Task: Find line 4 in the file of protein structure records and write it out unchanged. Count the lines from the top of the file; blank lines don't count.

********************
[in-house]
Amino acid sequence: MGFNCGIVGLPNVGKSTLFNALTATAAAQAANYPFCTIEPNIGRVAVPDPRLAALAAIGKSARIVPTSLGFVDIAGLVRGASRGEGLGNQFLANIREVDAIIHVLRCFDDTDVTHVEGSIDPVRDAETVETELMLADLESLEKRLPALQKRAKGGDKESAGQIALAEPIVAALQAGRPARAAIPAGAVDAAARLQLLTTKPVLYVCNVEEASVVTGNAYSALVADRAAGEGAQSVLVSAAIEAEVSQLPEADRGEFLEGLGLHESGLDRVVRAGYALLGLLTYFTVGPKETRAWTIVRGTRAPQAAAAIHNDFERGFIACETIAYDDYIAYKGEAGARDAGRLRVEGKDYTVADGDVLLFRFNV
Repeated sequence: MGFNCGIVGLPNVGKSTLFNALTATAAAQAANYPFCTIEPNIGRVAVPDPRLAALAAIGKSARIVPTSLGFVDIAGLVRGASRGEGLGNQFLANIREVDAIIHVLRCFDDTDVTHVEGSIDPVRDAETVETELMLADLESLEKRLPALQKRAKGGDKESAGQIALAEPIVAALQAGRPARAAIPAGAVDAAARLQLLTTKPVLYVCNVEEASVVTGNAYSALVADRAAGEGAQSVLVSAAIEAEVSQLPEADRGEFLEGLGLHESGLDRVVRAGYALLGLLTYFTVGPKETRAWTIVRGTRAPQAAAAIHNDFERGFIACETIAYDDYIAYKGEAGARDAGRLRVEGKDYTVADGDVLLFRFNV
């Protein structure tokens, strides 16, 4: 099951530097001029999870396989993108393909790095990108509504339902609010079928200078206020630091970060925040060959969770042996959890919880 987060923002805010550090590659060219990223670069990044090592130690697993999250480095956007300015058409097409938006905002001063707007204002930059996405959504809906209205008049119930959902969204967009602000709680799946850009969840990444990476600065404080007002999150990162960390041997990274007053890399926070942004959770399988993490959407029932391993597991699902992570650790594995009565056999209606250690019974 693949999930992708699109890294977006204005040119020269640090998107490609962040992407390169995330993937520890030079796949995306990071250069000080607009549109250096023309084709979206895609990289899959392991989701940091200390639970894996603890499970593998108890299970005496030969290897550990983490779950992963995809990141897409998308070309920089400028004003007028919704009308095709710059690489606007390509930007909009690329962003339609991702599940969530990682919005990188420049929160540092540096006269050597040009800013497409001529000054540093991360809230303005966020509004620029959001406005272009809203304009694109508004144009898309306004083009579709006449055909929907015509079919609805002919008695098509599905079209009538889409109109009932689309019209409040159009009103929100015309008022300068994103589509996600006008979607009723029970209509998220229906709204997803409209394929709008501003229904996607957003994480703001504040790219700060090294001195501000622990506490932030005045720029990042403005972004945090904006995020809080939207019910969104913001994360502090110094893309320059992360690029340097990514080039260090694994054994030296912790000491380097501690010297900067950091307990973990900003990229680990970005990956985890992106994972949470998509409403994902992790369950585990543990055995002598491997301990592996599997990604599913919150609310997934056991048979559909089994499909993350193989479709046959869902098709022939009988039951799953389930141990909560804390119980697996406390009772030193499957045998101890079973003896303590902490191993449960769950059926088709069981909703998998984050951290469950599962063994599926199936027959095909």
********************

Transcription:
């Protein structure tokens, strides 16, 4: 099951530097001029999870396989993108393909790095990108509504339902609010079928200078206020630091970060925040060959969770042996959890919880 987060923002805010550090590659060219990223670069990044090592130690697993999250480095956007300015058409097409938006905002001063707007204002930059996405959504809906209205008049119930959902969204967009602000709680799946850009969840990444990476600065404080007002999150990162960390041997990274007053890399926070942004959770399988993490959407029932391993597991699902992570650790594995009565056999209606250690019974 693949999930992708699109890294977006204005040119020269640090998107490609962040992407390169995330993937520890030079796949995306990071250069000080607009549109250096023309084709979206895609990289899959392991989701940091200390639970894996603890499970593998108890299970005496030969290897550990983490779950992963995809990141897409998308070309920089400028004003007028919704009308095709710059690489606007390509930007909009690329962003339609991702599940969530990682919005990188420049929160540092540096006269050597040009800013497409001529000054540093991360809230303005966020509004620029959001406005272009809203304009694109508004144009898309306004083009579709006449055909929907015509079919609805002919008695098509599905079209009538889409109109009932689309019209409040159009009103929100015309008022300068994103589509996600006008979607009723029970209509998220229906709204997803409209394929709008501003229904996607957003994480703001504040790219700060090294001195501000622990506490932030005045720029990042403005972004945090904006995020809080939207019910969104913001994360502090110094893309320059992360690029340097990514080039260090694994054994030296912790000491380097501690010297900067950091307990973990900003990229680990970005990956985890992106994972949470998509409403994902992790369950585990543990055995002598491997301990592996599997990604599913919150609310997934056991048979559909089994499909993350193989479709046959869902098709022939009988039951799953389930141990909560804390119980697996406390009772030193499957045998101890079973003896303590902490191993449960769950059926088709069981909703998998984050951290469950599962063994599926199936027959095909």